Original DREAMGIRL, Sheryl Lee Ralph is an acclaimed veteran of film, television and the Broadway stage.
Her award winning body of work includes creating and originating the role of Deena Jones on Broadway in the landmark musical Dreamgirls, which earned her both a Tony and Drama Desk Award Nomination for Best Actress.
On television, Sheryl Lee has starred in It's a Living, her own series New Attitude, the George Foreman series George and in the hit comedy Designing Women. She was also voted one of TV's Favorite Moms for her portrayal of step mom Dee on the number-one rated television series Moesha.
Her extensive film credits include Sister Act II with Whoopi Goldberg, The Flintstones with Rosie O'Donell, The Mighty Quinn with Denzel Washington, Mistress with Robert De Niro, and Eddie Murphy's Distinguished Gentleman. Sheryl Lee's performance with Danny Glover in To Sleep with Anger won her the Independent Spirit Award for Best Supporting Actress.
Mother of two, Sheryl Lee Ralph loves every moment of raising her children. Recently married to State Senator Vincent Hughes of Pennsylvania in what Entertainment Tonight called, "The most elegant and romantic wedding of the summer!" she acknowledges that love is the greatest gift to be given and shared.
The son of a black minister and a woman who would not admit she was white, James McBride grew up in "orchestrated chaos" with his eleven siblings in the poor, all-black projects of Red Hook, Brooklyn. "Mommy," a fiercely protective woman with "dark eyes full of pep and fire," herded her brood to Manhattan's free cultural events, sent them off on buses to the best (and mainly Jewish) schools, demanded good grades, and commanded respect. As a young man, McBride saw his mother as a source of embarrassment, worry, and confusion—and reached thirty before he began to discover the truth about her early life and long-buried pain.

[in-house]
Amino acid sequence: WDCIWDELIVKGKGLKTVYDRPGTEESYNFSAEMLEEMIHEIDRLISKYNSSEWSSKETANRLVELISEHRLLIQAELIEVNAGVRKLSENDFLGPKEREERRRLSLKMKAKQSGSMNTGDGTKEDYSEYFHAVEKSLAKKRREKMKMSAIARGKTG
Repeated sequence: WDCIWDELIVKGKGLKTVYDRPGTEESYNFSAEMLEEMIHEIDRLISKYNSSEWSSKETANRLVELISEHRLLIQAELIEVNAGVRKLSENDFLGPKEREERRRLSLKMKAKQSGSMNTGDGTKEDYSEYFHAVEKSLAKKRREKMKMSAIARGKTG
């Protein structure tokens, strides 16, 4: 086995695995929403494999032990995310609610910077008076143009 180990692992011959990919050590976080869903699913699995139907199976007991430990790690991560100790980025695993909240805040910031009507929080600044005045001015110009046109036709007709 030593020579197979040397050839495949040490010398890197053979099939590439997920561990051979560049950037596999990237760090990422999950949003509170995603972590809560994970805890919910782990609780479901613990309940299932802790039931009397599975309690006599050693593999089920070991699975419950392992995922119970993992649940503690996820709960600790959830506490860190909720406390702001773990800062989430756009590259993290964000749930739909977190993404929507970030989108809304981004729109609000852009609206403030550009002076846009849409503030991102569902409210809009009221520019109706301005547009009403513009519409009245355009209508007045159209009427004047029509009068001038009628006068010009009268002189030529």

In The Color of Water, McBride retraces his mother's footsteps and, through her searing and spirited voice, recreates her remarkable story. The daughter of a failed itinerant Orthodox rabbi, she was born Rachel Shilsky (actually Ruchel Dwara Zylska) in Poland on April 1, 1921. Fleeing pogroms, her family emigrated to America and ultimately settled in Suffolk, Virginia, a small town where anti-Semitism and racial tensions ran high. With candor and immediacy, Ruth describes her parents' loveless marriage; her fragile, handicapped mother; her cruel, sexually-abusive father; and the rest of the family and life she abandoned.
At seventeen, after fleeing Virginia and settling in New York City, Ruth married a black minister and founded the all- black New Brown Memorial Baptist Church in her Red Hook living room. "God is the color of water," Ruth McBride taught her children, firmly convinced that life's blessings and life's values transcend race. Twice widowed, and continually confronting overwhelming adversity and racism, Ruth's determination, drive and discipline saw her dozen children through college—and most through graduate school. At age 65, she herself received a degree in social work from Temple University.
Interspersed throughout his mother's compelling narrative, McBride shares candid recollections of his own experiences as a mixed-race child of poverty, his flirtations with drugs and violence, and his eventual self- realization and professional success. The Color of Water touches readers of all colors as a vivid portrait of growing up, a haunting meditation on race and identity, and a lyrical valentine to a mother from her son.